[THE SOCIAL, political, religious and environmental climate during 13th century Japan was the fertile ground that gave rise to new religious thought.] Kamakura was the age of the great popularization of Buddhism. In the time of disunity and violence, deepening pessimism increased the appeal of the search for salvation. Two new sects, Jodo (Pure Land) and Zen (Meditation), dominated the period. The old Heian sects had been quite esoteric and appealed more to the intellectuals than to the masses. The Mount Hiei monasteries had become politically powerful but appealed primarily to those capable of the study of the sect's teachings. This situation gave rise to the Jodo sect, based on unconditional faith and devotion and prayer to Amida Buddha. Zen rejected all temporal and scriptural authority, stressing moral character rather than intellectual attainments, an emphasis that appealed to the military class. Growing numbers of the military class turned to Zen masters, regarded as embodiments of truth [Source: Library of Congress. Fact Detail.com]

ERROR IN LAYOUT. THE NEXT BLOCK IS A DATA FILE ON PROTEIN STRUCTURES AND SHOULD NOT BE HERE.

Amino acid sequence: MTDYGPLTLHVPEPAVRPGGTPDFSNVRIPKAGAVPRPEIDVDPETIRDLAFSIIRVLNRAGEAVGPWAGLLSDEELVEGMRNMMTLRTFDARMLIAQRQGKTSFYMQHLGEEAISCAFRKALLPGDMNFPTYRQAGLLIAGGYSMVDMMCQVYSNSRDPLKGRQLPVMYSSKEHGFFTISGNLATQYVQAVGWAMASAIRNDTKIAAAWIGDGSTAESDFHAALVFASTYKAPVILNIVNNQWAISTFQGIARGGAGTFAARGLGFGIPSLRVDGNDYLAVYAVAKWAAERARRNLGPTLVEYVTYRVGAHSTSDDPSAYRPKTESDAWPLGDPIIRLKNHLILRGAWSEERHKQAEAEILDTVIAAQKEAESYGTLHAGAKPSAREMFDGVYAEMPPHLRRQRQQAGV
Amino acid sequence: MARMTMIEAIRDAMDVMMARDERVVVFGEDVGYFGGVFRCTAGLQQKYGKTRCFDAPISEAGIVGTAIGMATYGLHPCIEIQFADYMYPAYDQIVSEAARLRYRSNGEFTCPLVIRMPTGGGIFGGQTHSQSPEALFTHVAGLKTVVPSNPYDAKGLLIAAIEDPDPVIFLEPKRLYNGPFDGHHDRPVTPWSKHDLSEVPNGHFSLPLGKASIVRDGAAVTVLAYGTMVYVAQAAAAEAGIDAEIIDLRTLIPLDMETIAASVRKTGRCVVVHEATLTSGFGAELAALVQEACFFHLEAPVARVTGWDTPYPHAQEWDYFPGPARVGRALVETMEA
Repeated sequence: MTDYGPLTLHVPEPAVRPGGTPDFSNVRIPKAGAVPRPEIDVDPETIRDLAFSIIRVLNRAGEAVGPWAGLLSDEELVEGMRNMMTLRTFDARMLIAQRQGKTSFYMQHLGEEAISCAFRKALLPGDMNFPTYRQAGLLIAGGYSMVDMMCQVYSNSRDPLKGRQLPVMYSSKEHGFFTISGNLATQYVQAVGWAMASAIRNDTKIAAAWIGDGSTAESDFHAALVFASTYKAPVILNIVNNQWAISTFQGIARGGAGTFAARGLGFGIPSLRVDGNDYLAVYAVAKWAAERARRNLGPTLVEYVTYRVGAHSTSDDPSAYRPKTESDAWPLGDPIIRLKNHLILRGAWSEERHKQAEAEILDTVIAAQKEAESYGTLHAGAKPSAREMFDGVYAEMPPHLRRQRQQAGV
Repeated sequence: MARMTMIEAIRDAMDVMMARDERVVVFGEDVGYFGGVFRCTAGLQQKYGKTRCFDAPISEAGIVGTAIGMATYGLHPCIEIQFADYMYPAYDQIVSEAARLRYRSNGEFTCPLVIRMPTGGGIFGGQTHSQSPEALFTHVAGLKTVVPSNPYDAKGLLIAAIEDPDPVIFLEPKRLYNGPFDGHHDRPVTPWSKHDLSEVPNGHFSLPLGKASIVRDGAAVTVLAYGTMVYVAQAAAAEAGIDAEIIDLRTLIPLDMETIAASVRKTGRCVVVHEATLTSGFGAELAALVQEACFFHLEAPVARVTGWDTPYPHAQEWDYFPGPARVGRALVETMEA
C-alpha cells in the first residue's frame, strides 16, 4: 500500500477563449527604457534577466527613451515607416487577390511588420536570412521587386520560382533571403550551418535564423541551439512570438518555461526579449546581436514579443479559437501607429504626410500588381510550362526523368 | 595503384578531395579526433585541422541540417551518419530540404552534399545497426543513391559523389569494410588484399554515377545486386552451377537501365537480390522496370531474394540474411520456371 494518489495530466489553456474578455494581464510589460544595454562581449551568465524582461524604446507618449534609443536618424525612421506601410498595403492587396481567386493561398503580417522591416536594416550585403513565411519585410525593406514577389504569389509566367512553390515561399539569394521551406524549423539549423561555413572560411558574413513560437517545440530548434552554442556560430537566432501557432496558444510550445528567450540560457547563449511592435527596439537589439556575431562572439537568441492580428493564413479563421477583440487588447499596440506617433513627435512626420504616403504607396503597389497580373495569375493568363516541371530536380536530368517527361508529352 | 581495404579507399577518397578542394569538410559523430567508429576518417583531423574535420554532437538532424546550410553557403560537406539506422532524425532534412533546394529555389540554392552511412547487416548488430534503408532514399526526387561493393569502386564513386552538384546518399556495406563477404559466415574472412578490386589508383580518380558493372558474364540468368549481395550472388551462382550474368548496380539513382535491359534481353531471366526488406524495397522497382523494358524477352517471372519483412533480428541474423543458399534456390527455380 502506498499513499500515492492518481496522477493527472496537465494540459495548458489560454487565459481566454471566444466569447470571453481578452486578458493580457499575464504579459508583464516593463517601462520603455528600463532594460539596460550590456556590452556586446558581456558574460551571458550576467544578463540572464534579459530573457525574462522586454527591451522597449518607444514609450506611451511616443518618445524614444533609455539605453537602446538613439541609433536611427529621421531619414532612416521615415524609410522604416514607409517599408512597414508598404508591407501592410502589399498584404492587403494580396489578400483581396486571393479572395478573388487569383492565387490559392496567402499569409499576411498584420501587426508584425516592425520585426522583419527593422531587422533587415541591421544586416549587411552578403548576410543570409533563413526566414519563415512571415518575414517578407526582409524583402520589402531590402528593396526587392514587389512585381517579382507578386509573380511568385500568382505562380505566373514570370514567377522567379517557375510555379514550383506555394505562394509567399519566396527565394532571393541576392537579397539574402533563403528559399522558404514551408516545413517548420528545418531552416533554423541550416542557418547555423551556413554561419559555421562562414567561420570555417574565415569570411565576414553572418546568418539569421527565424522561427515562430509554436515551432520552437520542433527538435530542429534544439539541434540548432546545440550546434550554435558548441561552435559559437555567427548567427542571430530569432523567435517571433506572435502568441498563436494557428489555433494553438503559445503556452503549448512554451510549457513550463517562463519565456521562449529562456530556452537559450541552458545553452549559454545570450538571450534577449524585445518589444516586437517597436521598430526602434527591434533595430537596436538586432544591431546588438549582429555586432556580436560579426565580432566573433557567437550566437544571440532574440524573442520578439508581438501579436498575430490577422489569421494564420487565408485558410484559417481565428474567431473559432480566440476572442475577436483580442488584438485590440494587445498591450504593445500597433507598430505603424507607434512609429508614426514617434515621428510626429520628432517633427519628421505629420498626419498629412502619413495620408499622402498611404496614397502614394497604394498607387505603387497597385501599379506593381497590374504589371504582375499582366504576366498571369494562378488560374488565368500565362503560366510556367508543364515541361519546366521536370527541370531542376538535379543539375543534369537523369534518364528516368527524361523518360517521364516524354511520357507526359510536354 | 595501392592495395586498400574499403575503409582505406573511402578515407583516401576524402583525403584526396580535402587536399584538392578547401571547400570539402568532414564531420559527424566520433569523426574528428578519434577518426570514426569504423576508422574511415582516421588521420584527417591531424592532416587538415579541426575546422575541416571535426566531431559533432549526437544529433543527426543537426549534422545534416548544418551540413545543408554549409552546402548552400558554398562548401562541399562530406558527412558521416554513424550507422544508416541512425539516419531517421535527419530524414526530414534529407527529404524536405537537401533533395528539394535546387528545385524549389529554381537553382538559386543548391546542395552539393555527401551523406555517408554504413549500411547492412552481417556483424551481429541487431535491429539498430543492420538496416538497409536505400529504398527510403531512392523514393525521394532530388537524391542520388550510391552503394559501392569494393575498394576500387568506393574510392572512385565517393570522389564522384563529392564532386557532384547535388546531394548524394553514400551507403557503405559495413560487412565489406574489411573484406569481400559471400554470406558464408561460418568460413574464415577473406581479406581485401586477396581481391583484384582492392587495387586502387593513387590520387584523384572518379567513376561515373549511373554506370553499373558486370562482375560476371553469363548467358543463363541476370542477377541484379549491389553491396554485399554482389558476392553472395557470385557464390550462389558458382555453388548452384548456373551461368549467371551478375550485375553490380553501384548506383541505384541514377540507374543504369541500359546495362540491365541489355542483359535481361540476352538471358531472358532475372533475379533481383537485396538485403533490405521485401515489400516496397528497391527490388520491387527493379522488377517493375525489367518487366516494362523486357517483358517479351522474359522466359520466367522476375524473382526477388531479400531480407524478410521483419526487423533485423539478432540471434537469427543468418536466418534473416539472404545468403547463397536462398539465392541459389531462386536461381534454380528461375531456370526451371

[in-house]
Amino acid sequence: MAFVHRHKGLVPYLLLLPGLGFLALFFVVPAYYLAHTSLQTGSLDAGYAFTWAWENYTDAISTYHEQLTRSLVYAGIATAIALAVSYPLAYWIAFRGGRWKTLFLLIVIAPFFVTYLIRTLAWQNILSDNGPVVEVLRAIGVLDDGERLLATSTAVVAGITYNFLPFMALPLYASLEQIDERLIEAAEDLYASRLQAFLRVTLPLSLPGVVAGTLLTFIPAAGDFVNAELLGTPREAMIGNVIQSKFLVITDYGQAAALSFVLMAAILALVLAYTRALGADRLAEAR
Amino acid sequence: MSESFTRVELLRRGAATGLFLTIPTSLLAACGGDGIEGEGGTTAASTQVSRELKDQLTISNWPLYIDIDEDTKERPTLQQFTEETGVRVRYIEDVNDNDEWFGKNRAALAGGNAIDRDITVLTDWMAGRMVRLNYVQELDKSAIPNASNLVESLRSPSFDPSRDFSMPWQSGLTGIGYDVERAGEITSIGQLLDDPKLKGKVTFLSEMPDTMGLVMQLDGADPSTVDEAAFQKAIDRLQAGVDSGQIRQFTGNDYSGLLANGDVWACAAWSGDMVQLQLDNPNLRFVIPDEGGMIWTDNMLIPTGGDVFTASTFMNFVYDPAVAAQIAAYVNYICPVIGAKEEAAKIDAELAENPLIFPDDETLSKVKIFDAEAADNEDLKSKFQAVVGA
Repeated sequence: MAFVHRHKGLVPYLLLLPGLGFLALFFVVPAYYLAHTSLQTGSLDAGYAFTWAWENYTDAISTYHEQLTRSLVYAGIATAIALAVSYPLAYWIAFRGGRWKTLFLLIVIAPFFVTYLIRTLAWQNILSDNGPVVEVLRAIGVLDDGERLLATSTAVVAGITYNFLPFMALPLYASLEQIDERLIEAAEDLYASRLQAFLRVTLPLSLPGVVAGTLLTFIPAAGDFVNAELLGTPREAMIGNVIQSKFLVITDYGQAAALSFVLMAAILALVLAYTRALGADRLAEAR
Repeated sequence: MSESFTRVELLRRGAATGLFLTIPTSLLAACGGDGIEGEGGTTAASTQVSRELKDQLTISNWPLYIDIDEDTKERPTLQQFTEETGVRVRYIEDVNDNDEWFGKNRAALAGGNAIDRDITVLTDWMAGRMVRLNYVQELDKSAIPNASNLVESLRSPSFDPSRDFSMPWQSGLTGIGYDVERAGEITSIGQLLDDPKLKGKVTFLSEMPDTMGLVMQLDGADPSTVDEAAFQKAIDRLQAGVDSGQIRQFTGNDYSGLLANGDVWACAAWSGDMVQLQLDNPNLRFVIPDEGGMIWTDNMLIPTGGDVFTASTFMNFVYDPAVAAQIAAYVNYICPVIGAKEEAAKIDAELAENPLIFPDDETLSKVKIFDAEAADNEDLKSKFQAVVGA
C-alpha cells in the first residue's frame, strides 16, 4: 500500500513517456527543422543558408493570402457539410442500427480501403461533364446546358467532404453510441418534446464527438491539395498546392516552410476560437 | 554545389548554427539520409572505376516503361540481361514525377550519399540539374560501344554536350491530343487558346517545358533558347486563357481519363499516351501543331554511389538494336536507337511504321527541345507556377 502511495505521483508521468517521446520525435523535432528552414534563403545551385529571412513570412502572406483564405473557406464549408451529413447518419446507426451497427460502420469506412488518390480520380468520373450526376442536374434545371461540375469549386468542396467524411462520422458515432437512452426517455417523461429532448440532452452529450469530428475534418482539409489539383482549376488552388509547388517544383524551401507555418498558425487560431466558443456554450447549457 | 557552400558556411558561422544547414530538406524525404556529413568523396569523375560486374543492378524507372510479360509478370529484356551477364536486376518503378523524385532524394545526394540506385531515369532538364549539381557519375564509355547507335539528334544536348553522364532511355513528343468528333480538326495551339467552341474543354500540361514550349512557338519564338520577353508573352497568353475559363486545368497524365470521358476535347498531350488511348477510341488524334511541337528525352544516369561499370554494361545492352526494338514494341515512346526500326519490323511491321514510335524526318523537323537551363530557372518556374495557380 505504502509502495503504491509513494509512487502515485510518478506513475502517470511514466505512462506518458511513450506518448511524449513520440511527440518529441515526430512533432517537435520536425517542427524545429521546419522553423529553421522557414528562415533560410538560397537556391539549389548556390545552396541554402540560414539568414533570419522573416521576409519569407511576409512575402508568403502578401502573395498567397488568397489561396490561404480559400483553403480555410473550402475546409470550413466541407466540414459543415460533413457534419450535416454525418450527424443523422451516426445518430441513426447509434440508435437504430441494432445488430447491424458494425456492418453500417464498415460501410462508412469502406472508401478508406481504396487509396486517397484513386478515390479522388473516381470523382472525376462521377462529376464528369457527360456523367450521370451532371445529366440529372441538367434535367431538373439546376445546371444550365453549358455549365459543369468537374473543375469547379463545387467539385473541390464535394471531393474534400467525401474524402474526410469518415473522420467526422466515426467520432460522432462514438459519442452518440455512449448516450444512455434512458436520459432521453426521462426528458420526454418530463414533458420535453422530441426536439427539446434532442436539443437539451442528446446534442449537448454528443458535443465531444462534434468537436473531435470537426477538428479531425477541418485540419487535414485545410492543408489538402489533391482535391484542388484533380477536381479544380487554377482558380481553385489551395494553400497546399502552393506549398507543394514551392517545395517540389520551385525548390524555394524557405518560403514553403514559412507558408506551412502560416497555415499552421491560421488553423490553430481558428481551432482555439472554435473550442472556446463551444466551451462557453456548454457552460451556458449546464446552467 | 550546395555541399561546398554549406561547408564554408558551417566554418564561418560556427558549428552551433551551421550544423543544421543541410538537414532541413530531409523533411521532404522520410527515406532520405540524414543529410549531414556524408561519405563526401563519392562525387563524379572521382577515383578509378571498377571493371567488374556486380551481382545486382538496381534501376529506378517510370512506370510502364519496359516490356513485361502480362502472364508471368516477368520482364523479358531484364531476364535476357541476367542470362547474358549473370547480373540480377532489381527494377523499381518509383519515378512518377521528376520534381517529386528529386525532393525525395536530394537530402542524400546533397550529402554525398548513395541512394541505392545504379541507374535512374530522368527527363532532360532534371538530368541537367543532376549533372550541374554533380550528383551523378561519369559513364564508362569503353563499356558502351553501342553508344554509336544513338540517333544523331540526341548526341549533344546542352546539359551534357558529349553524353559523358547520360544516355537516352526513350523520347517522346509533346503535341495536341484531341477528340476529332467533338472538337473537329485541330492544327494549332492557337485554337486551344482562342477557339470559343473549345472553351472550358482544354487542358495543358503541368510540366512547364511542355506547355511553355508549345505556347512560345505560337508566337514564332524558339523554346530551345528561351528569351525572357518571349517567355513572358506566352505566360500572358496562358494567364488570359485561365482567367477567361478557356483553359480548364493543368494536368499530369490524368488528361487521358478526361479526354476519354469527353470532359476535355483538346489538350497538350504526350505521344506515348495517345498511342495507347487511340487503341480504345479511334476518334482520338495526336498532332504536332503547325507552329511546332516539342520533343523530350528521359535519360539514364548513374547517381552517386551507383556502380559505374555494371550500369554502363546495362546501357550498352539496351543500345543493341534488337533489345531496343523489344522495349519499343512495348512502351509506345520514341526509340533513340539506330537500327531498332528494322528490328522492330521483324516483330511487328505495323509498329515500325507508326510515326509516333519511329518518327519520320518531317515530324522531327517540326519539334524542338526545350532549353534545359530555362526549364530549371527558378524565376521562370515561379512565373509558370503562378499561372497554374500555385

This is the milieu into which Nichien Daishonin's Buddhism emerged.
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